#include "pixel.h"          // Long line of colours  //G! mostly lit entire strips with cycling wave from start to ends
    #include "matrix.h"         // Start to end with twinkles  //G! matrix with white twinkles and color bars moving from start to end
    #include "onesine.h"        // Long line of shortlines  //G! many short colors bars of about 6 or 7 LEDs with white strobing  back and forth
    #include "noisefire.h"      // Start to end  //G! fire style VU meter with blank spaces growing from start to end
    #include "rainbowbit.h"     // Long line of short lines with twinkles //G! rainbow span mid length with white sparkles start to end
    #include "noisefiretest.h"  // Center to edges //G! fire VU meter growing from the center out
    #include "rainbowg.h"       // Long line with flashes //G! full strip in solid color fading start to end wave in both directions and pulses
    #include "noisewide.h"      // Center to edges  //G! full strip color noise or confetti from the cener outwards to start and end
    #include "plasma.h"         // Long line of short lines  //G! mostly lit from center to ends with movement in both directions
    #include "besin.h"          // center to edges with black  //G! Constantly pulsign and color changing from center outwards to start and ends
    #include "noisepal.h"       // Long line  //G! Rotating color pallate with confetti from cener to outwards to start and end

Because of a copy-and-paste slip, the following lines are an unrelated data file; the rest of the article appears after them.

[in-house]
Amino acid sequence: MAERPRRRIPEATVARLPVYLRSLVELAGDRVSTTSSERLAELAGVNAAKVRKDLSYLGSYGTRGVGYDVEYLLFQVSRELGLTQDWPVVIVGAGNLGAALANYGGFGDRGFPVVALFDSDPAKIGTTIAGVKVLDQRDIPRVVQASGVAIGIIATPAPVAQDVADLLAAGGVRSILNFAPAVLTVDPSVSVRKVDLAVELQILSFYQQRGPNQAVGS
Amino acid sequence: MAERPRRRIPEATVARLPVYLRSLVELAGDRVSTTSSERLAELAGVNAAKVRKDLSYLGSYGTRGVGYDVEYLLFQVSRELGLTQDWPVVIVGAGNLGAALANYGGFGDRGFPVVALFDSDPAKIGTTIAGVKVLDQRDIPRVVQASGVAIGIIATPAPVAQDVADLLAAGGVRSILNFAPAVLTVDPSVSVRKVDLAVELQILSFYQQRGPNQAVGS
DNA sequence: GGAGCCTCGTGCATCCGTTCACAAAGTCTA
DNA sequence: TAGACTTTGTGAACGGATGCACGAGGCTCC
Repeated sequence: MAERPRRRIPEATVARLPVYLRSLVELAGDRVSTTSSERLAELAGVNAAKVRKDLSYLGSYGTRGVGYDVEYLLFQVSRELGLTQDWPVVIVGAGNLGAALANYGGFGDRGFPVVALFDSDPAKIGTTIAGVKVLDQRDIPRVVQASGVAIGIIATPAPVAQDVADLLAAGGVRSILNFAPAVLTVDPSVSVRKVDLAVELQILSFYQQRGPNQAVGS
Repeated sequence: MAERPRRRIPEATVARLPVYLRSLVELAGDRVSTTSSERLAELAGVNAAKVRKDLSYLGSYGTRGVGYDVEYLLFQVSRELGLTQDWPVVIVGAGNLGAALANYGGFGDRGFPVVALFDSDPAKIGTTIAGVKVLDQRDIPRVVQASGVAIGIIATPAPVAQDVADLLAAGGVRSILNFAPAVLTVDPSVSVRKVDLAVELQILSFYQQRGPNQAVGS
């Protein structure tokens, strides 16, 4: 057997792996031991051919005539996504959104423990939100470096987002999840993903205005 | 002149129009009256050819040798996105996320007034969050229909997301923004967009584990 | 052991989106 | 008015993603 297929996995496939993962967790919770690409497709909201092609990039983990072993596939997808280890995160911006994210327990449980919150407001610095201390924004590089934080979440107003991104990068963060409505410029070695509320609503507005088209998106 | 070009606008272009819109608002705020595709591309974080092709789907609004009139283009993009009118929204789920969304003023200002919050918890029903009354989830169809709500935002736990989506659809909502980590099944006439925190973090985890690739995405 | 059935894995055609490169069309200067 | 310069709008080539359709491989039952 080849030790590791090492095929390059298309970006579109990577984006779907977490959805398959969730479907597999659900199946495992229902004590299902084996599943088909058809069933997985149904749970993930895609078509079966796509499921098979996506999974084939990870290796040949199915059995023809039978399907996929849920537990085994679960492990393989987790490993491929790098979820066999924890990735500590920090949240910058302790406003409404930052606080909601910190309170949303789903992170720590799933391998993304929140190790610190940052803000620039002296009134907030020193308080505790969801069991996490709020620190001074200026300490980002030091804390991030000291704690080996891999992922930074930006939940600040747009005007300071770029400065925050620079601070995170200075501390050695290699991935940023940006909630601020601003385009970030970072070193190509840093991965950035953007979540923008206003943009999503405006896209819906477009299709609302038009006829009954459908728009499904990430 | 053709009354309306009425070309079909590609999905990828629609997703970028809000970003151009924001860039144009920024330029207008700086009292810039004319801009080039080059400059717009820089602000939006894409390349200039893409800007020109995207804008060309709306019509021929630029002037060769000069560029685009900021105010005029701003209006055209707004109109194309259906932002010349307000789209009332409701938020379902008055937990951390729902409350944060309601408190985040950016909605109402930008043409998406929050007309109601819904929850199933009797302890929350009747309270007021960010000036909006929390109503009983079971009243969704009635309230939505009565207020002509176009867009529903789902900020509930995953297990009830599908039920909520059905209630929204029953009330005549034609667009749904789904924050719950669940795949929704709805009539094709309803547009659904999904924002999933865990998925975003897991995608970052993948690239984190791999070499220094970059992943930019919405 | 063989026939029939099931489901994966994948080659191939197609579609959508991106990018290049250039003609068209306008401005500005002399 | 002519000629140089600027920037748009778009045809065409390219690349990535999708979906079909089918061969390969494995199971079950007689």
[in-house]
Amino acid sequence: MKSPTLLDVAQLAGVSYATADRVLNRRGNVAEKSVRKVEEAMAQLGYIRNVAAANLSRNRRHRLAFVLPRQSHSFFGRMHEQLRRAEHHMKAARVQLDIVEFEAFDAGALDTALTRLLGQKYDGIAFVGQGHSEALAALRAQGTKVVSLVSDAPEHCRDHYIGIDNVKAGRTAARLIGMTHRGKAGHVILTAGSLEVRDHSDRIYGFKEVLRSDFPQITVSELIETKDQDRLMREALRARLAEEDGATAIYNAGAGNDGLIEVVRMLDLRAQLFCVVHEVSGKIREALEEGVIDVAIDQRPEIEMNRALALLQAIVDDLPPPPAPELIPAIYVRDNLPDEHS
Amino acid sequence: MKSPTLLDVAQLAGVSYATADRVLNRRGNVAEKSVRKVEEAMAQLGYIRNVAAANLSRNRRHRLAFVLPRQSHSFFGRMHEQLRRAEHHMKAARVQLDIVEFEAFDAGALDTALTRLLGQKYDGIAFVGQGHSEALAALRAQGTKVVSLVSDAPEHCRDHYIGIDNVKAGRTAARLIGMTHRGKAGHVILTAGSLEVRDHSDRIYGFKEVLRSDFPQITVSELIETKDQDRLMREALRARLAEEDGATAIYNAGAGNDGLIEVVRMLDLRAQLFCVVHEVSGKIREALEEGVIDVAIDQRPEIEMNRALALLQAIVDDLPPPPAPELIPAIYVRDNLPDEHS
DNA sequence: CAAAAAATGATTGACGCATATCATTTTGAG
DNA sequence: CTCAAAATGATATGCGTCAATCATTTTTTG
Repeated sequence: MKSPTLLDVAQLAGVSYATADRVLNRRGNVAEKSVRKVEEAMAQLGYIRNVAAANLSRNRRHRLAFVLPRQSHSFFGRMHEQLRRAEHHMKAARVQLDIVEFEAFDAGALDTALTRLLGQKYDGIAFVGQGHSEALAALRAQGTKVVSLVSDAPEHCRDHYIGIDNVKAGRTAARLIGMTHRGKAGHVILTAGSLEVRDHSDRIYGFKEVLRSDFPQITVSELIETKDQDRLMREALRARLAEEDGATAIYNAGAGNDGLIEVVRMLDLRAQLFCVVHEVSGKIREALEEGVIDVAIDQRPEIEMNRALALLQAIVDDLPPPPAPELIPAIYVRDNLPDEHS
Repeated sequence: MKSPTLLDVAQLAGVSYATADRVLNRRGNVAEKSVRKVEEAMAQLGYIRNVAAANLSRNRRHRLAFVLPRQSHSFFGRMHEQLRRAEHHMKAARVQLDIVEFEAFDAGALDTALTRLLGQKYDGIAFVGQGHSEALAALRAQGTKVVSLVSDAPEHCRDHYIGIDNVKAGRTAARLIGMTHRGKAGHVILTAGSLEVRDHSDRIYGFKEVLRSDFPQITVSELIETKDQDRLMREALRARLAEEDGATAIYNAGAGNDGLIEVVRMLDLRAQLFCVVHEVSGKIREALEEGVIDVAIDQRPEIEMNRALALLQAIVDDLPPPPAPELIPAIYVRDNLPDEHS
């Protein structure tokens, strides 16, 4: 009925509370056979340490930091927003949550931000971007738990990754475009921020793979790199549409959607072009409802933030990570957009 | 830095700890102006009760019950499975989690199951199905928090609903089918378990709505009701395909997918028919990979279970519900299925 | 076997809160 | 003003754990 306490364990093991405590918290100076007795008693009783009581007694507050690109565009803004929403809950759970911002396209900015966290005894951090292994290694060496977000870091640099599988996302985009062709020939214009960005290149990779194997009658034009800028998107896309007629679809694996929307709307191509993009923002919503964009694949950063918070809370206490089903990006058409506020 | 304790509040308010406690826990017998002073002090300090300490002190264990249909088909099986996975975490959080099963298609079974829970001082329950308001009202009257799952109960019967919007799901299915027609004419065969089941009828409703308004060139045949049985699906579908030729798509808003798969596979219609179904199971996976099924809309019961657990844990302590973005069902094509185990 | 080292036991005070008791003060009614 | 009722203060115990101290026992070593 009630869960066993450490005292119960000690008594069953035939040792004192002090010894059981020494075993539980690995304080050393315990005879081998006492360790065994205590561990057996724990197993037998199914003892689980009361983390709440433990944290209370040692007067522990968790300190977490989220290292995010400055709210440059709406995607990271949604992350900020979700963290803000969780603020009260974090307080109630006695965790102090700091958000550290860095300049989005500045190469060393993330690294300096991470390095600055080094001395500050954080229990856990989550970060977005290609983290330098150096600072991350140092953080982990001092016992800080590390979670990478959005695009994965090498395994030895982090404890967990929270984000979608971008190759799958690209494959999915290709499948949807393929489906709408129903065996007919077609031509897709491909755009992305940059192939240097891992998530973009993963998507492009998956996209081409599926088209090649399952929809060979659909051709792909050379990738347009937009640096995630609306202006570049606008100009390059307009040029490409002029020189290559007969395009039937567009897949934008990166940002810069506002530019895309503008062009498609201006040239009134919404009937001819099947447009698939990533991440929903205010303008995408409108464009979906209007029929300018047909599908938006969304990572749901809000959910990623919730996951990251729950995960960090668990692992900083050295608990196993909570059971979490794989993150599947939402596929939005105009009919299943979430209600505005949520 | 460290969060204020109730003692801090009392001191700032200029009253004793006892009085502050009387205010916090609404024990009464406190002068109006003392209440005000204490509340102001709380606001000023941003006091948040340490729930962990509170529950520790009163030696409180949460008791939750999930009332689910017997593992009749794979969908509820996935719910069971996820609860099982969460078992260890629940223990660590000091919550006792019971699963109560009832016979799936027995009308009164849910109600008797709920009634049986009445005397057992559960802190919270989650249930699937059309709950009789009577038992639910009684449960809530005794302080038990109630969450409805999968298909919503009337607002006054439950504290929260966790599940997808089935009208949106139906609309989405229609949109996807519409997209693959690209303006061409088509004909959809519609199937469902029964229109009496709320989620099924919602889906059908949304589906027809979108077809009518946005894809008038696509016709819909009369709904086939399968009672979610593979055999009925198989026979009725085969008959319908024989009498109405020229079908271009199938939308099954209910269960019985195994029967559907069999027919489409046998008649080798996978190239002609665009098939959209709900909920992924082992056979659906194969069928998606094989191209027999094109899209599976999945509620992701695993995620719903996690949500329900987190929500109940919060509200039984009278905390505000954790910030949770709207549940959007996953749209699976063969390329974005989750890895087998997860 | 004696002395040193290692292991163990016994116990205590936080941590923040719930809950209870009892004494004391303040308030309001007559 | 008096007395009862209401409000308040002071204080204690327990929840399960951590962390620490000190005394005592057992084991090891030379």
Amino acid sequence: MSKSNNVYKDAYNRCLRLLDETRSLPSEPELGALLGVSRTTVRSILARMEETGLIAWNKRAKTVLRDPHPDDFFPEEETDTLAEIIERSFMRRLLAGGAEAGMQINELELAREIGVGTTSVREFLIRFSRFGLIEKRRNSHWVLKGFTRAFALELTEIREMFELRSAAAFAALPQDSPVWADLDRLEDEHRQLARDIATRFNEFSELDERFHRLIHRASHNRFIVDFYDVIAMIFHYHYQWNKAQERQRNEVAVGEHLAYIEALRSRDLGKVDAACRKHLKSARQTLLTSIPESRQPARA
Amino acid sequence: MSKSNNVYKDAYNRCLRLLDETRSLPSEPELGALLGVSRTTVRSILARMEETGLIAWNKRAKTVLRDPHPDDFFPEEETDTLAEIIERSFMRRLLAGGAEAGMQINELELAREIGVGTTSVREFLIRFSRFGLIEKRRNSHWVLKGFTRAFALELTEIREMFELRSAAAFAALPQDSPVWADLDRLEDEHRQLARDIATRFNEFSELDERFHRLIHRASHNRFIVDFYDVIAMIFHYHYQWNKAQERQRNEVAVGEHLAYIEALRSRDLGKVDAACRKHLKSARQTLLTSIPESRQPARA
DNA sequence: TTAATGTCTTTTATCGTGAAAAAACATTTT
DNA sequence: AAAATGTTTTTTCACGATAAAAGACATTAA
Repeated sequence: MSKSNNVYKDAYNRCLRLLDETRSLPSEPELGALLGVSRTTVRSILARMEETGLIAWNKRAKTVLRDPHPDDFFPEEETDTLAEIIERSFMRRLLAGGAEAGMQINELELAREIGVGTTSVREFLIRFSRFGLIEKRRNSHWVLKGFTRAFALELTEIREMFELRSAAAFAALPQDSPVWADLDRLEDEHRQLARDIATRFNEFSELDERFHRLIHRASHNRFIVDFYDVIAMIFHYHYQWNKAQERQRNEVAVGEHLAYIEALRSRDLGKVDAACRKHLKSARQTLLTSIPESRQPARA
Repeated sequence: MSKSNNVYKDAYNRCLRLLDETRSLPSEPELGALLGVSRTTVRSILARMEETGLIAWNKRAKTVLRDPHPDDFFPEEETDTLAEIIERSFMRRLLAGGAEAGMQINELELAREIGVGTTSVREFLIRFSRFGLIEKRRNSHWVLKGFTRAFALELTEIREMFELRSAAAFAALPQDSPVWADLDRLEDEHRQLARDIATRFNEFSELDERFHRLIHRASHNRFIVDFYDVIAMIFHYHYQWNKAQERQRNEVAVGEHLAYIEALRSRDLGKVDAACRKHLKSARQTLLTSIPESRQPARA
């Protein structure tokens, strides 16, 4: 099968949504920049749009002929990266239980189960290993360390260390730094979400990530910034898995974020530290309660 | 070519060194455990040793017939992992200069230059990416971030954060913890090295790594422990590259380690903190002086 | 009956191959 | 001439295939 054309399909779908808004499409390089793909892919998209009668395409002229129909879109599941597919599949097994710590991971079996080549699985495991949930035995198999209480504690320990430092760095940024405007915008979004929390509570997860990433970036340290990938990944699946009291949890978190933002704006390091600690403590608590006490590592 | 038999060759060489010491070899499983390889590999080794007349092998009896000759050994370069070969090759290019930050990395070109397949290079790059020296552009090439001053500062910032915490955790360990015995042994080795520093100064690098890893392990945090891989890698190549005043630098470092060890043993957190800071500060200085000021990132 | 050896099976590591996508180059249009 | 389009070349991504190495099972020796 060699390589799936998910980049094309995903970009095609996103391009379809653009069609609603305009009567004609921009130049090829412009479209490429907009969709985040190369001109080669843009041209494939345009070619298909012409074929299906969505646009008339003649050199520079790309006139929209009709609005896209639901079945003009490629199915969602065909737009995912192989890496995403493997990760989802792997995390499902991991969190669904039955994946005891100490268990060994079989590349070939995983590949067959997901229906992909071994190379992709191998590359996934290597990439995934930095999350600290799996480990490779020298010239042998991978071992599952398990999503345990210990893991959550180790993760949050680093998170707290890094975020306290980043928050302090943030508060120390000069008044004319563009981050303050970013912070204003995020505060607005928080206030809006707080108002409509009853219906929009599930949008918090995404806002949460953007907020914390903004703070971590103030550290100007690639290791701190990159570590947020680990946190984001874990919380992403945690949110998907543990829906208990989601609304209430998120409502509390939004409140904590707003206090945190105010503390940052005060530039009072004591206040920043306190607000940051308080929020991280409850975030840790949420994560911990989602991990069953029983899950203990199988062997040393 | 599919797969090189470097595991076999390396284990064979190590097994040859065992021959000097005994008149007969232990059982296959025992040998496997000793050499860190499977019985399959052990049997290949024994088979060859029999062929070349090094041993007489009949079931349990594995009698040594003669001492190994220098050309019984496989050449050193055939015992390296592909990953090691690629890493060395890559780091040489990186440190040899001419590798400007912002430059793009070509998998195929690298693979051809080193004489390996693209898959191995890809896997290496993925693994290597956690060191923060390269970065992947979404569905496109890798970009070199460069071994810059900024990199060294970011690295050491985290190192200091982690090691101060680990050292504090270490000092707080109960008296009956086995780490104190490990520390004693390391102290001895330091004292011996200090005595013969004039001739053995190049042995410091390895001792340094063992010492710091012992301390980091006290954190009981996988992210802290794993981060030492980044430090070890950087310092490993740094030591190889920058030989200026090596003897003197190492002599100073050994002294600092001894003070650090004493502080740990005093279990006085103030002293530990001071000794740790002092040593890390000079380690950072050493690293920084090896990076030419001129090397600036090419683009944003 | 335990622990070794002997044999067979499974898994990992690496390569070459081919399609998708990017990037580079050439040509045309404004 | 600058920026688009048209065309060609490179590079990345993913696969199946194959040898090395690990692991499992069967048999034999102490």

// Additional routines added by G!
    #include "Gsine.h"          // G! First modification copied from onesine
    #include "Gnoisefireshizz.h"          // G! First modification copied from noisefiretest
    
    // Test sound reactive routines
    
    
    
    typedef void (*SimplePatternList[])();                                          // List of patterns to cycle through.  Each is defined as a separate function below.
    
    //SimplePatternList gPatterns = {Gsine};  //G! for testing a single pattern // HERE IS WHERE YOU ADD YOUR ROUTINE TO THE LIST!!!!
    SimplePatternList gPatterns = {Gsine, pixels, fillnoise, jugglep, ripple, pixel, matrix, onesine, noisefire, rainbowbit, noisefiretest, rainbowg, noisewide, plasma, besin, noisepal};  // HERE IS WHERE YOU ADD YOUR ROUTINE TO THE LIST!!!!
    
    uint8_t gCurrentPatternNumber = 0;                                              // Index number of which pattern is current.